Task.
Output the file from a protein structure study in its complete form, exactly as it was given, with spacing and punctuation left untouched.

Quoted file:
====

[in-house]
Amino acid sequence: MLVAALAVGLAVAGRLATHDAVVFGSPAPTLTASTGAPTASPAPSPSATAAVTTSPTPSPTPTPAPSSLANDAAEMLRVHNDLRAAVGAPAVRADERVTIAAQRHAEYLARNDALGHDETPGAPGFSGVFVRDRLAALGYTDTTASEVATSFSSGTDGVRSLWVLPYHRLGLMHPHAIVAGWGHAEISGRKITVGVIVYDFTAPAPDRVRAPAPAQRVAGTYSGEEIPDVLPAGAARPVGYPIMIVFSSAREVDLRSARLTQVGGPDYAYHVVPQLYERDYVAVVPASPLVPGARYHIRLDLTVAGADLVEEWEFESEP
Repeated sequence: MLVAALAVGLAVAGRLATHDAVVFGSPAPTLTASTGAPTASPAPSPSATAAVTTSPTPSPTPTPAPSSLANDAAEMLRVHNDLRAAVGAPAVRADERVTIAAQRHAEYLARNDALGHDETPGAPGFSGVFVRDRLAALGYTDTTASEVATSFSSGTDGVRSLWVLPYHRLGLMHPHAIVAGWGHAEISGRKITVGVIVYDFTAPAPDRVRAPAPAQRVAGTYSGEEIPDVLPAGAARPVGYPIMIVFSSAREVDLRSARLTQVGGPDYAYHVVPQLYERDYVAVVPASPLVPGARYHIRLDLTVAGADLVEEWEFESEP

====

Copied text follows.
[in-house]
Amino acid sequence: MLVAALAVGLAVAGRLATHDAVVFGSPAPTLTASTGAPTASPAPSPSATAAVTTSPTPSPTPTPAPSSLANDAAEMLRVHNDLRAAVGAPAVRADERVTIAAQRHAEYLARNDALGHDETPGAPGFSGVFVRDRLAALGYTDTTASEVATSFSSGTDGVRSLWVLPYHRLGLMHPHAIVAGWGHAEISGRKITVGVIVYDFTAPAPDRVRAPAPAQRVAGTYSGEEIPDVLPAGAARPVGYPIMIVFSSAREVDLRSARLTQVGGPDYAYHVVPQLYERDYVAVVPASPLVPGARYHIRLDLTVAGADLVEEWEFESEP
Repeated sequence: MLVAALAVGLAVAGRLATHDAVVFGSPAPTLTASTGAPTASPAPSPSATAAVTTSPTPSPTPTPAPSSLANDAAEMLRVHNDLRAAVGAPAVRADERVTIAAQRHAEYLARNDALGHDETPGAPGFSGVFVRDRLAALGYTDTTASEVATSFSSGTDGVRSLWVLPYHRLGLMHPHAIVAGWGHAEISGRKITVGVIVYDFTAPAPDRVRAPAPAQRVAGTYSGEEIPDVLPAGAARPVGYPIMIVFSSAREVDLRSARLTQVGGPDYAYHVVPQLYERDYVAVVPASPLVPGARYHIRLDLTVAGADLVEEWEFESEP